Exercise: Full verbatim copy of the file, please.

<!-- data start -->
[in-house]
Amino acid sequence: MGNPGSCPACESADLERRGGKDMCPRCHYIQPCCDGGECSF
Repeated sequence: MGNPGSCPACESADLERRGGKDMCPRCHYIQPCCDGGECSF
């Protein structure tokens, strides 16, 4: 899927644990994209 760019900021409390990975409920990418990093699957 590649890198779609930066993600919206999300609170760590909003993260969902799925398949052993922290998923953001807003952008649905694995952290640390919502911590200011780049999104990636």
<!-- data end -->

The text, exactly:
[in-house]
Amino acid sequence: MGNPGSCPACESADLERRGGKDMCPRCHYIQPCCDGGECSF
Repeated sequence: MGNPGSCPACESADLERRGGKDMCPRCHYIQPCCDGGECSF
């Protein structure tokens, strides 16, 4: 899927644990994209 760019900021409390990975409920990418990093699957 590649890198779609930066993600919206999300609170760590909003993260969902799925398949052993922290998923953001807003952008649905694995952290640390919502911590200011780049999104990636």